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How Businesses Are Going Green

More companies than ever are paying closer attention to how their actions affect the planet. But it's a divisive issue.

Illustration of a green cityscape with a variety of buildings, including homes and skyscrapers, integrated with green spaces, trees, and wind turbines, under a light blue sky with fluffy clouds, representing an eco-friendly urban environment.

​Executives at real estate services firm Stok expected their employees to be happy about the 401(k) plan it introduced in 2014. Stok was a small startup at the time, and such firms typically don’t offer the savings plan. 

One employee refused to participate and explained her decision to the chief financial officer: All the investment options included companies in the fossil fuel industry—choices the employee believed were at odds with Stok’s mission to create sustainable, environmentally friendly projects.

“The investments weren’t tied to our values,” says Jolene Goldsmith, a partner at the San Francisco-based company. “We hadn’t really considered that before.”

Stok spent roughly 18 months working with a firm to create two funds that shun fossil fuel companies or any ancillary firms. (Investments in gun manufacturers are also forbidden.) Now all 38 staff members at the 11-year-old company are at least partially invested in one of those funds. 

“With the 401(k), we aren't just saying we care about the environment," Goldsmith says. "We show it." 

Green Policies and Political Debate

It’s not just firms whose businesses have an environmental focus that are paying closer attention to how their actions affect the planet. More companies than ever are adopting earth-friendly policies. Some efforts, such as cleaner manufacturing processes and more-efficient waste management, are impressive but they aren’t apparent to employees. So organizations are illustrating their commitment in more obvious ways to their workforce, such as by offering socially conscious 401(k) investments, providing stipends to buy or lease electric cars and creating gardens where staff can grow food.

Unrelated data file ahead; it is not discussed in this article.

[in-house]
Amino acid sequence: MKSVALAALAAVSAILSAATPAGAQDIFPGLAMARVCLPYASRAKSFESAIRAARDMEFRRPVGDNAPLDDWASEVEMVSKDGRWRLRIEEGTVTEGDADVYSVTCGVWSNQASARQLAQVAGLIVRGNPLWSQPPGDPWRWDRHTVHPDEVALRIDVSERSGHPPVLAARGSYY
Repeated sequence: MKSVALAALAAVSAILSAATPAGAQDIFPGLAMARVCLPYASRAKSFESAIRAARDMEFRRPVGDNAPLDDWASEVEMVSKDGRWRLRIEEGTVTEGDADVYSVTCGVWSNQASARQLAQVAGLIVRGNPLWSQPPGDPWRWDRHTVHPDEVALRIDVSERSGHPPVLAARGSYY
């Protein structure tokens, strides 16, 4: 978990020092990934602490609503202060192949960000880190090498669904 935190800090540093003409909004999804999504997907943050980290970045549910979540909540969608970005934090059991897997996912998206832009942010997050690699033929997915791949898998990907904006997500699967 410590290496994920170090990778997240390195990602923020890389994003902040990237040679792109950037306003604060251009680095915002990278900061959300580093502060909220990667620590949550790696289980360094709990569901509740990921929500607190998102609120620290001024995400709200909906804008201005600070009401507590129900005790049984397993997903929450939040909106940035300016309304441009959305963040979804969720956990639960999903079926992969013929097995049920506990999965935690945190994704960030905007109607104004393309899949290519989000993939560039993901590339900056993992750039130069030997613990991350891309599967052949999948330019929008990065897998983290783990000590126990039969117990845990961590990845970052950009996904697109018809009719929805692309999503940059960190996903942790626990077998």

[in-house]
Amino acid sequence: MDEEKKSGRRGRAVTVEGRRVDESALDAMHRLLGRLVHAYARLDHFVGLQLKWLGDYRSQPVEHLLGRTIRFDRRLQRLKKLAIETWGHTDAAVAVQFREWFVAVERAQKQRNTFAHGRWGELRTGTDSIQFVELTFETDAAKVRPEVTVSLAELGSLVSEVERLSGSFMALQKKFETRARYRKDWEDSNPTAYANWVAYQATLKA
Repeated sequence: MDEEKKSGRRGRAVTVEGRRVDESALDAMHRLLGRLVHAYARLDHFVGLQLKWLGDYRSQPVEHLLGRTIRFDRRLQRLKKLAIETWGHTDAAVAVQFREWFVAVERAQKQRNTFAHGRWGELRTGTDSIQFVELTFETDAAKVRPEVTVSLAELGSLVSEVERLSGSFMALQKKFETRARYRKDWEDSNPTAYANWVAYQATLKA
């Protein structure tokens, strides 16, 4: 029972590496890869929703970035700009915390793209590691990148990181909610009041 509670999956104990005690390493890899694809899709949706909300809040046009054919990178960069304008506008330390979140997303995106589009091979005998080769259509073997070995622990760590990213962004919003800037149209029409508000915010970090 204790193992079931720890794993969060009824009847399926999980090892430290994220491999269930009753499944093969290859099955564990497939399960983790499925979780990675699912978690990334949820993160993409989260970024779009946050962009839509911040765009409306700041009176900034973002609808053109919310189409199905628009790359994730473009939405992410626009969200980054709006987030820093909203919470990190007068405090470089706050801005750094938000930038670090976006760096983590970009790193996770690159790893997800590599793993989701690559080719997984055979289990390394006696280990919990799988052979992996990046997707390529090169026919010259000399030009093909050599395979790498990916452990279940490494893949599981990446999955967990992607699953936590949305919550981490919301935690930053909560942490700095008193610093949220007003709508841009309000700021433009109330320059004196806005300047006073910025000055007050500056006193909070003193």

Such actions put them in the middle of one of the country’s most divisive issues. President Donald Trump has openly questioned the existence of climate change. Supporters lauded his decisions to pull out of the Paris Agreement, an international accord to fight climate change, and slash regulations at the Environmental Protection Agency. But others look at the recent rash of floods, wildfires and dramatic temperature swings as signs that the earth is in danger. Rep. Alexandria Ocasio-Cortez, D-N.Y., and Sen. Ed Markey, D-Mass., proposed a Green New Deal, which aims to fight climate change and create new jobs through sustainable public works projects. And Washington state Gov. Jay Inslee is centering his campaign to become the Democratic nominee for president in 2020 on protecting the environment. 

Politicians aren’t alone in taking a stand. Larry Fink, chairman and chief executive of investment management firm BlackRock Inc., has been telling other corporate leaders that their missions should reach beyond making profits to also improving society, including adopting policies to address the environment. Hearing that from the head of a company with $5.98 trillion under management as of last December is likely to spark interest from C-suite executives. In the 2019 edition of his annual letter to fellow CEOs, Fink reiterated that BlackRock would assess companies’ strategies for dealing with climate change as part of its investment strategy.